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Holland Lays Out Goals and Actions to Create Jobs, Repair Economy


Location: Unknown

The following are remarks as prepared for delivery by Tom Holland, candidate for Kansas Governor:

"Last week, Sam Brownback came back to Kansas to tout his "Roadmap". I guess after 16 years, it's no surprise Senator Brownback needs a roadmap; he went to Washington and forgot where he came from.

"But a plan must be more than a set of common goals; it must be a series of actions to achieve these goals. Those actions must be made clear, so that elected leaders can be held accountable.

"That's why the Holland/Kultala team is offering the clear path, the better path and the right path for Kansas.

"If elected, we will:

1. Create jobs by continuing to invest in education and workforce training.
2. We will manage the budget so that public safety and services for our most vulnerable Kansans are never put in jeopardy
3. And we will make government more efficient, transparent and responsive to Kansans.

"And here are just some of our ideas of how we'll do it:

"Companies want to locate in states where the workforce is trained, and the schools are good. So we will invest in our public schools and technical training programs.

"We will pay for the new investments in technical training by using Economic Development Initiative Funds -- this is money that already exists, and is generated by the Kansas Lottery. Currently this money is primarily used for incentives and financial bonds to attract companies.

"We will work with the legislature to make it possible to use these funds for direct support to training centers as well as scholarships for prospective students.

"This won't be an unprecedented use of these funds -- in fact, there is some money already being used for technical training and research in the aviation industry. But times have changed. Our focus must expand to new industries and new fields if our state is to remain competitive.

"By making similar investments in fields poised for growth -- renewable energy, the biosciences, engineering, health care specialists and new forms of manufacturing -- we will prepare the workforce needed to make Kansas attractive to these industries.

"Meanwhile, in the area of public education, my opponent talks about wanting to "change" the school finance formula -- but he won't say how.

"That sort of ambiguity should raise some red flags.

"Since first arriving in Washington 16 years ago, Sam Brownback has attempted to abolish the Department of Education, been a champion of private school vouchers and voted for the most significant unfunded mandate of our time -- No Child Left Behind.

"By refusing to say what he would do, we can only conclude that he would push this same extreme agenda in Kansas. Already he's suggested we go back to the finance formula from the 1990s, which included significantly higher local property taxes and guaranteed litigation. We cannot prepare our children for the future by reliving the mistakes of the past.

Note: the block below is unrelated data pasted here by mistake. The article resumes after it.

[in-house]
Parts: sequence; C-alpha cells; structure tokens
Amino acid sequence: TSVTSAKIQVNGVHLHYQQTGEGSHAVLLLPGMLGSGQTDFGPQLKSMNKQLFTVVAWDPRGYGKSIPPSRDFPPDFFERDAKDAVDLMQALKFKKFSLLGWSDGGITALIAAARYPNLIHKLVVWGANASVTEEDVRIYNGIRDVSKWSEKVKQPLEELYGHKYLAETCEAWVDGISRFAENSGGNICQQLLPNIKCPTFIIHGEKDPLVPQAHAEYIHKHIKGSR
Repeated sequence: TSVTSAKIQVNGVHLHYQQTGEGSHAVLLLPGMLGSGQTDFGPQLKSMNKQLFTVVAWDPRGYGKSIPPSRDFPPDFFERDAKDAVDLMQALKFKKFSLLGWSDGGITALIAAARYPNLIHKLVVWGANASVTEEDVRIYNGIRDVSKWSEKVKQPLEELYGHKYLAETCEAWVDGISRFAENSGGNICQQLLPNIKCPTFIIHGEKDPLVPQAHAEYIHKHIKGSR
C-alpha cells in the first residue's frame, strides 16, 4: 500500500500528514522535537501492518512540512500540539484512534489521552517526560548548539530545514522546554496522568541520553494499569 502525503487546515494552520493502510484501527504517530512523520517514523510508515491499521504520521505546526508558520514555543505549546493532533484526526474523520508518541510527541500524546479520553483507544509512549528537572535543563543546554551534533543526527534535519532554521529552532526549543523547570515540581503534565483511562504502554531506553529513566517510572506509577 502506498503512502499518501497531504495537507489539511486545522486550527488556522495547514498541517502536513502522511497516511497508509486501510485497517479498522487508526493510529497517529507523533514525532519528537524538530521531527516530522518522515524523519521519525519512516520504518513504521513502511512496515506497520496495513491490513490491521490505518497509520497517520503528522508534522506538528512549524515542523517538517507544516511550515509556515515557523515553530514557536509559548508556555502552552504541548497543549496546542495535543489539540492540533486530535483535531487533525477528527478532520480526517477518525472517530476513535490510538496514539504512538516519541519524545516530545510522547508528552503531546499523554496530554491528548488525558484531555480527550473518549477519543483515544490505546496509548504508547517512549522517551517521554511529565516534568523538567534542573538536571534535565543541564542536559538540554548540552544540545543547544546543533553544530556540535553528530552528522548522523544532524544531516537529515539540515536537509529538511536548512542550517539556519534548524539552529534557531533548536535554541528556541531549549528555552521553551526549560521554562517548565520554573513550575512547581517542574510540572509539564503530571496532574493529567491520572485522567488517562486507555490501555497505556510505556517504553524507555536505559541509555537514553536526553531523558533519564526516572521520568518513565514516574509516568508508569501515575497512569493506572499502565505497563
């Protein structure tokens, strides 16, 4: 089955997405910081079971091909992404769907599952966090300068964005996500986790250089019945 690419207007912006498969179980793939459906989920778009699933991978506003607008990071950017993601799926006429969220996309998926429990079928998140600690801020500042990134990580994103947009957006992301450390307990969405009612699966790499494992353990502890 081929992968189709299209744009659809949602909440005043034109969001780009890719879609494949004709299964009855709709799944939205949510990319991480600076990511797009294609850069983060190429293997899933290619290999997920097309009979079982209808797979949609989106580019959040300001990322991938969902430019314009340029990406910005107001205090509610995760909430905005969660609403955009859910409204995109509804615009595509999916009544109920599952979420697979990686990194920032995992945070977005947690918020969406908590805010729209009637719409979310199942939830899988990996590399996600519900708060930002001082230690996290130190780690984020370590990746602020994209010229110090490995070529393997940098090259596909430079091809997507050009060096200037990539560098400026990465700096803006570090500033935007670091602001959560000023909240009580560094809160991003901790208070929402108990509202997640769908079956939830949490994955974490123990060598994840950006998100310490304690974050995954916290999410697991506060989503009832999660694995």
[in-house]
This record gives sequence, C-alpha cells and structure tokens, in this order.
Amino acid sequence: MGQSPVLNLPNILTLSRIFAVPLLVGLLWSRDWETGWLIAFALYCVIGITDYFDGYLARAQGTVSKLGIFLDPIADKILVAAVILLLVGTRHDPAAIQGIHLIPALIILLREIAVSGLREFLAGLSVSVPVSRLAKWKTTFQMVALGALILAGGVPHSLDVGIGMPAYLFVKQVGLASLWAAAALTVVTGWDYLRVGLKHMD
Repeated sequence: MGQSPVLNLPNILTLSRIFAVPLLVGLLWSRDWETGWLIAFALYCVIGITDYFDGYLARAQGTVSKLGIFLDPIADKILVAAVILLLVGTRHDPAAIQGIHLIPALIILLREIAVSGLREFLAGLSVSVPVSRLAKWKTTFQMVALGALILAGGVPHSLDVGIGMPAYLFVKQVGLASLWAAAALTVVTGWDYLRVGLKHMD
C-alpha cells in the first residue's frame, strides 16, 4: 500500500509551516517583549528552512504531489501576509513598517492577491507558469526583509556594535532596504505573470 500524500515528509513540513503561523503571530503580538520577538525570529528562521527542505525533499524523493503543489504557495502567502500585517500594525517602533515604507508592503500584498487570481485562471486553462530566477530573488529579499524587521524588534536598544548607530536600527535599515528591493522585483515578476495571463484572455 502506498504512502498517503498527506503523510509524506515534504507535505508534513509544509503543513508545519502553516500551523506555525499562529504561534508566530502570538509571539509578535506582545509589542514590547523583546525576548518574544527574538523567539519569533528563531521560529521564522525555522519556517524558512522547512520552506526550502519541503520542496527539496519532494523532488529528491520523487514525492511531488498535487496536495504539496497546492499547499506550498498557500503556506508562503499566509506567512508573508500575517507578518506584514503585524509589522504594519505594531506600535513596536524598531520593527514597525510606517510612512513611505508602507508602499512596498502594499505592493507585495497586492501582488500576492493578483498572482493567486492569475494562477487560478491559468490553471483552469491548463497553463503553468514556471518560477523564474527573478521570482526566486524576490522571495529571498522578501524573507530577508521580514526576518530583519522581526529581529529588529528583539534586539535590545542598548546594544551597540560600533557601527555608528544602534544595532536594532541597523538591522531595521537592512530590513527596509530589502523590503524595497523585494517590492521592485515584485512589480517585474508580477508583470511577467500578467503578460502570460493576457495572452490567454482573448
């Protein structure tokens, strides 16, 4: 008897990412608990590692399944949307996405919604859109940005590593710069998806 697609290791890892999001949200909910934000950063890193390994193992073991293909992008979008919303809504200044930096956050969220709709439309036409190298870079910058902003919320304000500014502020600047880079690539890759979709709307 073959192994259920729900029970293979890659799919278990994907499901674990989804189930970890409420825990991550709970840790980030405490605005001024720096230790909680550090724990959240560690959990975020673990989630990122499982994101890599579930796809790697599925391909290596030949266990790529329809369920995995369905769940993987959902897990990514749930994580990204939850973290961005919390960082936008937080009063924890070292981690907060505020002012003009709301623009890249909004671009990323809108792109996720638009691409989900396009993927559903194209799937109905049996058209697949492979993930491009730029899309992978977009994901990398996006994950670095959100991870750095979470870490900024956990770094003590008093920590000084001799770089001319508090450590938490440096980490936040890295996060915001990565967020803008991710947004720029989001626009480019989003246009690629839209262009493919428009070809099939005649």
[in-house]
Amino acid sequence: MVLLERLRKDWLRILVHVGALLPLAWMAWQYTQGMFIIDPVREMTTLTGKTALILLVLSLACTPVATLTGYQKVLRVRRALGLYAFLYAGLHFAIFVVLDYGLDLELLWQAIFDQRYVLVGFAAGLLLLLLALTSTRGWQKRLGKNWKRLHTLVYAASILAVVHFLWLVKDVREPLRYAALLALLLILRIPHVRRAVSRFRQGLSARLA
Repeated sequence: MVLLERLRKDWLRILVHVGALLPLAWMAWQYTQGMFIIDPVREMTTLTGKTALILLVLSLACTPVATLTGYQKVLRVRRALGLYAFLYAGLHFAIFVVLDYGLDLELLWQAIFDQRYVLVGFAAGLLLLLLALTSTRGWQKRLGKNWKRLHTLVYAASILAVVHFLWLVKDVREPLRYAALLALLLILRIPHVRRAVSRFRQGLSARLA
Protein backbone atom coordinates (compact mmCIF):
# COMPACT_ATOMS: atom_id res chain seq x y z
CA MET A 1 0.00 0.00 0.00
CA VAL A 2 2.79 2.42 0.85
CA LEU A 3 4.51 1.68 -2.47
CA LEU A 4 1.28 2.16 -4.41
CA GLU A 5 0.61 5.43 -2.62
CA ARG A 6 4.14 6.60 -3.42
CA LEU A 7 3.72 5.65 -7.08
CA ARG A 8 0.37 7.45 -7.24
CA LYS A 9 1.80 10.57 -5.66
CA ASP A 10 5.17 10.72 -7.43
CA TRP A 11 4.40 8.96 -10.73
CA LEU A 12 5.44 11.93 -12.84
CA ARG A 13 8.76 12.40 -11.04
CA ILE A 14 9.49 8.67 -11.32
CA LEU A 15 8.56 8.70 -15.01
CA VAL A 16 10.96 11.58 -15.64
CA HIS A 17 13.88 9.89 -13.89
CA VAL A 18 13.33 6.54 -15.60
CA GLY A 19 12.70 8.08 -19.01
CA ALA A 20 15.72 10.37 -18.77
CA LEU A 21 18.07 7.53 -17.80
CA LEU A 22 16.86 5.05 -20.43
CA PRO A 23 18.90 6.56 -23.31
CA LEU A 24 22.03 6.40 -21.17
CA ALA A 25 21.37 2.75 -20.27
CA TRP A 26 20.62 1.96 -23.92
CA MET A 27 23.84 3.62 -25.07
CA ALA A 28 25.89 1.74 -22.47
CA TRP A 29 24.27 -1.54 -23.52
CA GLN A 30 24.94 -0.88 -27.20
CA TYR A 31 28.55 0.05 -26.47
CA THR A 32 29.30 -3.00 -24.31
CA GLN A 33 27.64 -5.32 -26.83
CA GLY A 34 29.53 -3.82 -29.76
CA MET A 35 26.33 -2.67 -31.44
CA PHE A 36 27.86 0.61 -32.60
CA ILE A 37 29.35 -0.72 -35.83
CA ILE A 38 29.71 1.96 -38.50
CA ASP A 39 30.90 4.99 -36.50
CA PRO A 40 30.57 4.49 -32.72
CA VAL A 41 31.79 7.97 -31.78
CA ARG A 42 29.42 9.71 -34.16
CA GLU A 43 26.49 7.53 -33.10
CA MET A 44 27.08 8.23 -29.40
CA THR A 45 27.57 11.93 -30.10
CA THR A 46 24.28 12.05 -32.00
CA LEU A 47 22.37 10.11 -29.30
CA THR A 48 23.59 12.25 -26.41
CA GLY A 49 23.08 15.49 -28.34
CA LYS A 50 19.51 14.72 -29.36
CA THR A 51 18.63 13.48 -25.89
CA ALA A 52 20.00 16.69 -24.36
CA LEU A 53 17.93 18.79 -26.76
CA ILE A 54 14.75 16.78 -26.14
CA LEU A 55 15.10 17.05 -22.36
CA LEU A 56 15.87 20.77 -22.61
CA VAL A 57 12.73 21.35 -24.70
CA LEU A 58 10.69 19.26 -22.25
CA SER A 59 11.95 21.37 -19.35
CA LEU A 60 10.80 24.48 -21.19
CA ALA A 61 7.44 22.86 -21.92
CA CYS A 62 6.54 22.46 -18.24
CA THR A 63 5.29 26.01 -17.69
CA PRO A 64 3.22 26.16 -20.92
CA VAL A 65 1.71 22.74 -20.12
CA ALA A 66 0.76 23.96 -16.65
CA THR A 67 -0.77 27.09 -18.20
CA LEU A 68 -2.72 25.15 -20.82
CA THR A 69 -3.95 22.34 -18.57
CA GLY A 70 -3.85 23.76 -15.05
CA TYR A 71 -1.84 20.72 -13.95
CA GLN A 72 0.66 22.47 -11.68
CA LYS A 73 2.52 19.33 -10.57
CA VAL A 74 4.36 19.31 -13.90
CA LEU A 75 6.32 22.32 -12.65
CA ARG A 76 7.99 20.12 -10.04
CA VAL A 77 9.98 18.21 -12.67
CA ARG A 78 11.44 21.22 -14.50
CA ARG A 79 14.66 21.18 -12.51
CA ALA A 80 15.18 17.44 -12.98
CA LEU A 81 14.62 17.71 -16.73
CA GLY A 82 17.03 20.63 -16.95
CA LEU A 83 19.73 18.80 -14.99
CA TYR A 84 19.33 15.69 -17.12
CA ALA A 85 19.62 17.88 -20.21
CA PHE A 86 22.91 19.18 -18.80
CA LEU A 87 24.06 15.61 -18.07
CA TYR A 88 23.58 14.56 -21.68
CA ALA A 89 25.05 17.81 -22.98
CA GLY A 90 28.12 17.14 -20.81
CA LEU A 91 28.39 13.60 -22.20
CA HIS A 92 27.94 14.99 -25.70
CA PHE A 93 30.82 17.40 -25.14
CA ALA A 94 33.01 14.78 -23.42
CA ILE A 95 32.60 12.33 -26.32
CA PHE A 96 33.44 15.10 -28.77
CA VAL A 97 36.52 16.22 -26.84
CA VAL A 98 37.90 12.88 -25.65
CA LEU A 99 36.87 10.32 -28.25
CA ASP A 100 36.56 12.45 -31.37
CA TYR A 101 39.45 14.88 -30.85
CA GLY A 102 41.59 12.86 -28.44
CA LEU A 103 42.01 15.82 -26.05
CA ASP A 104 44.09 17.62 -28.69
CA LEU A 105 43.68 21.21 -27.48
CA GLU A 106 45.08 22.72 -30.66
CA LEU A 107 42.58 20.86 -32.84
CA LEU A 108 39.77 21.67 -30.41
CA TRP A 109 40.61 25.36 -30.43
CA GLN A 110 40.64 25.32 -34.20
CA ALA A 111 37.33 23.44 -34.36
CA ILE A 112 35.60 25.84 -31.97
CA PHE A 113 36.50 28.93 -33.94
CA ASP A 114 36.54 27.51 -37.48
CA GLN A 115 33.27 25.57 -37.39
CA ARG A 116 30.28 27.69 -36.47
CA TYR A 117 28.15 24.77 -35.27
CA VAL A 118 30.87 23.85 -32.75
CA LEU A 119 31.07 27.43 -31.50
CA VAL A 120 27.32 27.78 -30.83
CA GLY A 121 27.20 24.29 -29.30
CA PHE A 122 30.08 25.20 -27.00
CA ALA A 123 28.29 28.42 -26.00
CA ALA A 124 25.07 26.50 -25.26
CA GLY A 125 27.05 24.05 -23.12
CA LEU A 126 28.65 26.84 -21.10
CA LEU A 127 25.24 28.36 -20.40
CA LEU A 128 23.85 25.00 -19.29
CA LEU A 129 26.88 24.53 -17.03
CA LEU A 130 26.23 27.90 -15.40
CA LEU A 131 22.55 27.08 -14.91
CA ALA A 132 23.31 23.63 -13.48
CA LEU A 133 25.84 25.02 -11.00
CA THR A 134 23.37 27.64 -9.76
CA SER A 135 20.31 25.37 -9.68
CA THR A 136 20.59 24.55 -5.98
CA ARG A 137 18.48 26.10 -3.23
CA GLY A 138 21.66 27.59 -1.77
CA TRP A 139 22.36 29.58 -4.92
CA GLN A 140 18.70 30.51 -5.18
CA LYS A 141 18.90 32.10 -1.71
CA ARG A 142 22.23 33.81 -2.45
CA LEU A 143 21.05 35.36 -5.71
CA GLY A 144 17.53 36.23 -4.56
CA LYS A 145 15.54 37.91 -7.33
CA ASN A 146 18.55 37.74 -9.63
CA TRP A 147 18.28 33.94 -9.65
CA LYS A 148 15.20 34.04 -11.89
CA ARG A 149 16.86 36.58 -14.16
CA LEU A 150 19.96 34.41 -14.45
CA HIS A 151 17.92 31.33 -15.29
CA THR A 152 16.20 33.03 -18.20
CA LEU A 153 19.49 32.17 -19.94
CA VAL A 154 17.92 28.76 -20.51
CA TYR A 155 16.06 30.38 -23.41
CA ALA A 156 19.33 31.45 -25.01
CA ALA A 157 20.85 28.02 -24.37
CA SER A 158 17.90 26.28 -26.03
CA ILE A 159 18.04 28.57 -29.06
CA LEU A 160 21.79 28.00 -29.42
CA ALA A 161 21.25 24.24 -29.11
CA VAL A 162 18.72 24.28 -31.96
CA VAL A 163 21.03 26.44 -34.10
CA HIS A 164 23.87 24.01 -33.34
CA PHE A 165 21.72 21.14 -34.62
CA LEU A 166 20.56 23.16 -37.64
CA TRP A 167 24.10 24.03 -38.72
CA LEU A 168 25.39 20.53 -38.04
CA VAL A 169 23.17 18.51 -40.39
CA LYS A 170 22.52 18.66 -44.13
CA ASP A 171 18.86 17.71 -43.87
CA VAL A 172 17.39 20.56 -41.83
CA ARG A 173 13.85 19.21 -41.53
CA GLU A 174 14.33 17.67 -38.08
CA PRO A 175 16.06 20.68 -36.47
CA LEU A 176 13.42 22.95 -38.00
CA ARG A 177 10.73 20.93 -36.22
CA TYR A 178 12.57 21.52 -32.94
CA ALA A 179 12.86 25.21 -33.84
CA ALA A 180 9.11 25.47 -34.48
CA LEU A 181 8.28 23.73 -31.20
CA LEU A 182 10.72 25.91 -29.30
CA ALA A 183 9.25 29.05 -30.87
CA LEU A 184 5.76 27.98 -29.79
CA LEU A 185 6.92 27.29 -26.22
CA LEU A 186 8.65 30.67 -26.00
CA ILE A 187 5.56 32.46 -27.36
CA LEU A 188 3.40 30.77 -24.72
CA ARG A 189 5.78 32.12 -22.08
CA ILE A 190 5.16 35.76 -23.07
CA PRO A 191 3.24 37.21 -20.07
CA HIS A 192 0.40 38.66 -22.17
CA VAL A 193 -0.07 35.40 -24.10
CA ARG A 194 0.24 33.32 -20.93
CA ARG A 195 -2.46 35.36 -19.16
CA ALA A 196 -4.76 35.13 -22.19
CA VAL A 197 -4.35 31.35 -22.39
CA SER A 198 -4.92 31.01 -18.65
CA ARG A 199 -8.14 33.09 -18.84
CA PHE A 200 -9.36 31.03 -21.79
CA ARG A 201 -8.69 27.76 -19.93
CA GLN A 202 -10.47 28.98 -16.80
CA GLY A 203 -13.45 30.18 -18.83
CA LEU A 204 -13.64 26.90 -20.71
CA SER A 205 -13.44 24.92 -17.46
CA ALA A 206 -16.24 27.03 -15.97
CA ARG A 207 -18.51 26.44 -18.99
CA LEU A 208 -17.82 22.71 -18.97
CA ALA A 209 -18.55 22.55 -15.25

"Meanwhile, the Holland / Kultala plan for schools is clear. We will pay for continued investments in our public schools, colleges and universities with the increased revenues that are generated by a recovering economy and repealing ineffective tax exemptions. There's no reason we should be giving tax breaks to out-of-state organizations while our schools are struggling.

"We will also support raising the Local Option Budget to a level that we can sustain while still meeting our constitutional obligation to equalize opportunities for all Kansas children to succeed.

"And we will stand firm in opposing school vouchers. We cannot make public schools better by taking away their resources and giving them to private institutions where we have no accountability and no control.

"We will also protect public safety programs and services for our most vulnerable by making sure that we're never in this budget situation again. We'll do this by taking up an idea that had bi-partisan support this past session, but was derailed by Republican Leadership in the House. We will create a "Rainy Day Fund" where 1 percent of revenue will go into the fund if there is a surplus of more than 3 percent. This fund will be a lock box. The money won't be spent unless revenues are declining.

"To give credit where credit's due -- this was a proposal first put forward by Senators Vratil and Kelly. I was disappointed that partisanship in the House prevented this legislation from moving forward this past year. If we expect families to save for a rainy day, the state should do the same.

"And finally, we will make government more efficient, transparent and responsive to Kansans, by consolidating computer and IT hardware, software and services.

"Right now, any Kansan can get on line and see how much money the state is spending, how much elected officials are being paid, and how much any piece of legislation is expected to cost. But they have to go to a half dozen places to get this information. That means there are multiple IT centers, multiple services, and redundant work being done across Kansas. We need to streamline this, simplify this and make it easier for Kansans to navigate.

"By accomplishing these goals, by following these steps our economy will improve, our students will succeed, government will be held more accountable and all Kansans will prosper.

"Thank you."

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